In hardware stores, a machine screw or its cousin, the bolt, is described by length, the type of head and the thread. In the United States, the convention for describing threads is to give the number of threads per inch, preceded by a gauge number if the bolt is smaller than a quarter-inch in diameter, otherwise by the diameter in fractions of an inch. So, for example, in the United States one might ask for a “2-inch hex-head quarter-twenty bolt,” which would be
A typical smaller fastener could be “a 1-inch 8-32,” “8” being a gauge number and “32” the number of threads per inch.
A bolt's diameter isn't all you need to know to buy a nut to fit it. A bolt a quarter-inch in diameter might have 20, 28 or even 32 threads per inch, and a nut that fit one would not fit another.
The relationship between diameter and number of threads per inch is standardized in a number of series, the most common in the United States being UNC and UNF. (The big exception is automobiles since the 1970's, which use metric thread.) A more complete sizing of a quarter-inch bolt's thread might be ¼-20 UNC or ¼-28 UNF. A few examples:
A table of UNC and UNF thread sizes up to 1 inch in diameter.
Most stores now also sell machine screws and bolts in metric sizes. The metric sizes are described in a different way, for example “M3.5 × 1.2”. The number following “M” is the nominal diameter in millimeters; the number following “×” is the pitch (also in millimeters), which is the distance from one thread to the corresponding point on the next thread. Metric sizes are described in this table.
The thread situation, though complicated now, was much worse in the past. If you deal with imported equipment or anything manufactured before the end of the Second World War, consult the index of entries on national series.
An engineer must provide a much more precise description of a fastener. A description of an inch-based fastener might look like this:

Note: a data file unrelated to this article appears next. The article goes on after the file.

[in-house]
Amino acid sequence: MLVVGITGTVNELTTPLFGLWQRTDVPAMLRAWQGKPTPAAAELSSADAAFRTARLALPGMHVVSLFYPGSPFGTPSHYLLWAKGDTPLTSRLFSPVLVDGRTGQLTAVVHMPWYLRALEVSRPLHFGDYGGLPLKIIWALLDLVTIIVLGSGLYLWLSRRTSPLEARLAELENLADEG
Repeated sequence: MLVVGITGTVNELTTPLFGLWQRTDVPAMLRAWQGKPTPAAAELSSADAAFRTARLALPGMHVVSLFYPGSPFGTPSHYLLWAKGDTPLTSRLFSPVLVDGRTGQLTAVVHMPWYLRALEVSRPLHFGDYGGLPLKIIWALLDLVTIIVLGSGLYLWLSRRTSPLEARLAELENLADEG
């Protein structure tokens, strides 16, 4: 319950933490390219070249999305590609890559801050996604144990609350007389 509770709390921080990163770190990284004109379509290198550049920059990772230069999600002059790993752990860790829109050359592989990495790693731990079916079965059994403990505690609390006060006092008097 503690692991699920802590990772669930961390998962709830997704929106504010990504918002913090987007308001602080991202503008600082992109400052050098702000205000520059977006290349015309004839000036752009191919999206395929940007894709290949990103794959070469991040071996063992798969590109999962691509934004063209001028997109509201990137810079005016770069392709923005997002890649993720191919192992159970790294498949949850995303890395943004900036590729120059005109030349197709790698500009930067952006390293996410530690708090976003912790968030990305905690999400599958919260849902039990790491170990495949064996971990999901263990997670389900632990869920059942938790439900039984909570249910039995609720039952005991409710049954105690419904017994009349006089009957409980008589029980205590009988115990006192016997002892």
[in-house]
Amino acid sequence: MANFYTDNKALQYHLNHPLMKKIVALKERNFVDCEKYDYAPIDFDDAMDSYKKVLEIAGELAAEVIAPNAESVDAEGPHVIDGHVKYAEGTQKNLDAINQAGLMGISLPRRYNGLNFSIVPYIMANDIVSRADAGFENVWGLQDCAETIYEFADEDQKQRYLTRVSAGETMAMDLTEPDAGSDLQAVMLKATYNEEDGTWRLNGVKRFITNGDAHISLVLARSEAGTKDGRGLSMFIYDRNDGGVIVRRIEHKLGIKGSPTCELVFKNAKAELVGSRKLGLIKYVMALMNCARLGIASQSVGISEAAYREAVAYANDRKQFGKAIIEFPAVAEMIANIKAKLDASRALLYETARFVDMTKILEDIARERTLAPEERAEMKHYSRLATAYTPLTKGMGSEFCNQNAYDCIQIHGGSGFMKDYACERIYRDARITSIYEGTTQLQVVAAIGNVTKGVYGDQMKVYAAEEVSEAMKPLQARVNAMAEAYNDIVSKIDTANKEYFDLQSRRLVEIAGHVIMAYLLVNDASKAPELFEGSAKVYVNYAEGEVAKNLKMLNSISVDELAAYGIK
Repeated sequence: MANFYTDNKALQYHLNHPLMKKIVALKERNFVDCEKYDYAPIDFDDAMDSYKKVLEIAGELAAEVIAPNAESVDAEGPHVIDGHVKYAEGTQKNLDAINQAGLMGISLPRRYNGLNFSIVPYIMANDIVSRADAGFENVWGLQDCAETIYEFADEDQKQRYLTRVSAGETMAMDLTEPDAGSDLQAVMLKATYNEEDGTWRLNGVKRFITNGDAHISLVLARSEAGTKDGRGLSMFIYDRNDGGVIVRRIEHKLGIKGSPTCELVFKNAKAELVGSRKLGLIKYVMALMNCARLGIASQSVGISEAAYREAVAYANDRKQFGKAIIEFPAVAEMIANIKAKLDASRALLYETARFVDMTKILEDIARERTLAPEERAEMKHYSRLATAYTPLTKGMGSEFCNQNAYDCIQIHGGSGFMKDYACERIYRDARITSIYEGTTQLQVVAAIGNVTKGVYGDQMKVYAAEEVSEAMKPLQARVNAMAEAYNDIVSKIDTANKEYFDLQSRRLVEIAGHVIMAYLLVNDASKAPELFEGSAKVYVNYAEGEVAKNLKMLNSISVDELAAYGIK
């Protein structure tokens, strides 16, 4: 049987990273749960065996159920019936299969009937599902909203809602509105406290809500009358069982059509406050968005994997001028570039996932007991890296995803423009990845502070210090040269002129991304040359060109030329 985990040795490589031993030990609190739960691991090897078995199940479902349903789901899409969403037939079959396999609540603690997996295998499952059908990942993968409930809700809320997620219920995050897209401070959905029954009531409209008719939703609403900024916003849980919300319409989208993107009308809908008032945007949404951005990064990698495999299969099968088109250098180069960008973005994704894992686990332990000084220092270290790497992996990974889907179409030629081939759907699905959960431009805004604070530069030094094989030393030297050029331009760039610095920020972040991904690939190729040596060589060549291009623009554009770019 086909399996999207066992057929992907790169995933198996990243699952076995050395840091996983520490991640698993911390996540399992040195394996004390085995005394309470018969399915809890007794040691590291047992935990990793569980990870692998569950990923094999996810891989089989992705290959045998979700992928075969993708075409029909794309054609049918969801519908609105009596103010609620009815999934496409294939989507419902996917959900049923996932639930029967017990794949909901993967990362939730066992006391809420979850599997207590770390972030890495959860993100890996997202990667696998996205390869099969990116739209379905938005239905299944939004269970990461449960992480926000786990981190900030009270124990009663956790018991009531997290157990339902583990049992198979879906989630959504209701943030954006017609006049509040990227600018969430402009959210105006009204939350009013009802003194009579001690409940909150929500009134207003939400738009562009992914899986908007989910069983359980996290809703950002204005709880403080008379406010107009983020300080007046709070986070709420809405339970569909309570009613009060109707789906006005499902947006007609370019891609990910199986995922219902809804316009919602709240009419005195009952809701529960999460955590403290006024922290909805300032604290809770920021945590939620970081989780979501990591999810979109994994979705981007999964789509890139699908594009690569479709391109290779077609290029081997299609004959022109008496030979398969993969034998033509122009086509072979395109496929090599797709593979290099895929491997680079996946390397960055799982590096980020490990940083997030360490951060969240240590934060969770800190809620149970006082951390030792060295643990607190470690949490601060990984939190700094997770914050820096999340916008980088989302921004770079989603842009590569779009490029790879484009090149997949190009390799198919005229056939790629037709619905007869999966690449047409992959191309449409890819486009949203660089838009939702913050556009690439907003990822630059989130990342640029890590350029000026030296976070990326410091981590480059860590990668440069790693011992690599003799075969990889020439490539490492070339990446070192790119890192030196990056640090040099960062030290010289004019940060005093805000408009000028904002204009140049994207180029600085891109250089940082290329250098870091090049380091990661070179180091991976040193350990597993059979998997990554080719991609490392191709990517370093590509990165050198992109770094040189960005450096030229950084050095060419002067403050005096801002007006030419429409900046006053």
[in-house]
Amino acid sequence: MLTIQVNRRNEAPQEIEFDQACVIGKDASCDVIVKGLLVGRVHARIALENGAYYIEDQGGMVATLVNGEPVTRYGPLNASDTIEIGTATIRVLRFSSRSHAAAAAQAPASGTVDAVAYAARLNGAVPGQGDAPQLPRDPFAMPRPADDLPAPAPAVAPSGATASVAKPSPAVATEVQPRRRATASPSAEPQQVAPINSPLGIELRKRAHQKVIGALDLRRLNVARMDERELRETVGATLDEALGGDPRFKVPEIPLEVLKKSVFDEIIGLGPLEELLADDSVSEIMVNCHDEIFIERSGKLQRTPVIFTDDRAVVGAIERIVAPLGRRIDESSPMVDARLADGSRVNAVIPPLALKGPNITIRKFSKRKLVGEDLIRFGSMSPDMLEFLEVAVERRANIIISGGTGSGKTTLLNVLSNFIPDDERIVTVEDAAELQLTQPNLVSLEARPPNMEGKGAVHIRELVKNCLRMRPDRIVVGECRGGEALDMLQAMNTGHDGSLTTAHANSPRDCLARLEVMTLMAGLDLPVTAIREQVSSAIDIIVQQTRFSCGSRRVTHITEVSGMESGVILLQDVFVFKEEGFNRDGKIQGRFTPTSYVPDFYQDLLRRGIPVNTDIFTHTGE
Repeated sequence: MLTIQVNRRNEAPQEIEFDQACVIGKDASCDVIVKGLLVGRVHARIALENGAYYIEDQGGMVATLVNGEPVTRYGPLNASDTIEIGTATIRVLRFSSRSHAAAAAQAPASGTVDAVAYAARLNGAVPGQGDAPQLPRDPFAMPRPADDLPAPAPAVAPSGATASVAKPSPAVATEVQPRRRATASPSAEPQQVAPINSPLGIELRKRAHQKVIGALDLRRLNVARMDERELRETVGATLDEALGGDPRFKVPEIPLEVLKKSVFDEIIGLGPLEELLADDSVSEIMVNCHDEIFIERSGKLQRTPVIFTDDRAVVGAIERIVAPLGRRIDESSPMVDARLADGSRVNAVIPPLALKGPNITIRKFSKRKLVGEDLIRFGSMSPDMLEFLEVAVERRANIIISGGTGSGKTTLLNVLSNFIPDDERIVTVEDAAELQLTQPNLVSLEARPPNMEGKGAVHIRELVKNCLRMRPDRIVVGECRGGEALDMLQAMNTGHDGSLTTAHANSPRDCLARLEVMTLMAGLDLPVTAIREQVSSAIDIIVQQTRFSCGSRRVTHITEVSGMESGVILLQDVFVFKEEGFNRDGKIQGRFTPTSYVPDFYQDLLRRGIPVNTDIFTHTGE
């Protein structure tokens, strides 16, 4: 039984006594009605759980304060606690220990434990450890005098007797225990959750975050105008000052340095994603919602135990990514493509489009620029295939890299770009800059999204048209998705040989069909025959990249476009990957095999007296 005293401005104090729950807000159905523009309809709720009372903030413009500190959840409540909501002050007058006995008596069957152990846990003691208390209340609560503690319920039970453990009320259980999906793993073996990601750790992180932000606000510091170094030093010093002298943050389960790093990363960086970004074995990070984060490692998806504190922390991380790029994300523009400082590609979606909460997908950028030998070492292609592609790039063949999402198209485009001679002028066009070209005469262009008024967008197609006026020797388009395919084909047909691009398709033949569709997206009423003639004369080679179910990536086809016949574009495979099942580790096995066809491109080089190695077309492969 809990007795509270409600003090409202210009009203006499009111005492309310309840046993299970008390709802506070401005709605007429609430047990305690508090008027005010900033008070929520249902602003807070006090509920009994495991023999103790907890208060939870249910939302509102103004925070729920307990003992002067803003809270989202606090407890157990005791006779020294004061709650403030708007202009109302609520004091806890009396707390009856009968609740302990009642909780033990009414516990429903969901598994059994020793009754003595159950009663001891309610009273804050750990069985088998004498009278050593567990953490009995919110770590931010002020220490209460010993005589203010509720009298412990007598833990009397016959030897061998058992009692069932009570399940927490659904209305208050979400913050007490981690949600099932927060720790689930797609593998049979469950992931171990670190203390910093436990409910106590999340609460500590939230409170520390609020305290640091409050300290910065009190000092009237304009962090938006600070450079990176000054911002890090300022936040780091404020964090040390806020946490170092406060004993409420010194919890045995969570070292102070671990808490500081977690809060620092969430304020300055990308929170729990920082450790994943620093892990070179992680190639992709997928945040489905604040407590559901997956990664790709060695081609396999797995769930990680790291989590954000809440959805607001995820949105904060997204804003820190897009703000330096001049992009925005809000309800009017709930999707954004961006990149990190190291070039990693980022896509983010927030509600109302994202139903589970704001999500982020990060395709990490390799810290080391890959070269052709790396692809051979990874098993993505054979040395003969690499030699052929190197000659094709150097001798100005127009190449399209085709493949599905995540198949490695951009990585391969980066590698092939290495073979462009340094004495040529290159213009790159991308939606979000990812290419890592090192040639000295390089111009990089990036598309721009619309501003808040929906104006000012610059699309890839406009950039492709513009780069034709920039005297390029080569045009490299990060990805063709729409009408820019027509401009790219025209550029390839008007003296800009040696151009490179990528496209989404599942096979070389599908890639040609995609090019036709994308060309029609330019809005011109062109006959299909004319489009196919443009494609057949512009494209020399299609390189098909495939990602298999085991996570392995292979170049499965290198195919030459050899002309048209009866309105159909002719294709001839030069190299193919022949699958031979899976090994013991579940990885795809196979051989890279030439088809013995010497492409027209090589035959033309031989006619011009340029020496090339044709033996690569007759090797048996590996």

The “2B” is a tolerance class. The standards for a thread series include specifications of tolerances. Most specify several different classes, because for some uses a close fit is essential, while achieving it for other uses would be a waste of money. For example, the old American National series had four classes of tolerance: Loose-fit (class 1), Free-fit (class 2), Medium-Fit (class 3), and Close-fit (class 4). The names are self-explanatory. For a fuller and more current description of classes, go to inch fit for inch-based and metric fit for metric.
The “21” is the gaging system number, as defined in ASME/ANSI B1.3M.
Additionally, the grade of bolt may be specified.
Almost all modern threaded fasteners tighten when the head or nut is rotated clockwise. That is, as a viewer turns a nut clockwise it moves away from her. Such a fastener is said to have a right-hand thread; all screw fasteners are assumed to be right-hand unless otherwise specified. Left-hand threads are usually found only on rotating machinery. For example, the axles of bicycle pedals screw into threaded holes in the cranks. In a pair of pedals one will have a right-hand thread and the other a left-hand thread. That way the rotation of the pedals doesn't tend to unscrew their axles.
To designate a left-hand thread, the letters “LH” are placed after the class of fit, like this:
3/8-16 UNC 2B LH (21)
No comment is necessary for a right-hand thread.
Fasteners can be made with two or three parallel threads instead of the usual one, although no standard series includes such a thread. The advantage of such threading is that the bolt will be stronger than a single thread bolt whose nut would advance the same distance in one turn–or conversely, that the nut will advance twice as far in a single turn on a double thread bolt than it would on a single thread bolt with the same root diameter.
To designate a multiple thread the word “DOUBLE” (or “TRIPLE”, and so on) is placed after the class of fit, like this:
3/8-16 UNC 2B DOUBLE (21)
It might be thought that after 150 years so seemingly simple a thing as the bolt could have been brought to perfection, but that is not the case. All the thread forms discussed so far share one characteristic: they are symmetrical. But when a bolt is tightened, the forces on the two sides of the thread are different. That alone suggests that an asymmetrical thread form might be better, and so it seems. The U.S. space shuttle, for example, used bolts with an asymmetric thread form. In time all threaded fasteners may have forms subtly different from those we use today.
National Bureau of Standards Handbook H28 (1957). See Appendix A.
ASA B1.7 Standard on Nomenclature, Definitions and Letter Symbols for Screw Threads.
ANSI B1.1 Unified and American Screw Thread Standards.
Industrial Fasteners Institute,
Metric Fasteners Standards, 1976.
Copyright © 2000 Sizes, Inc. All rights reserved.
Last revised: 5 June 2008.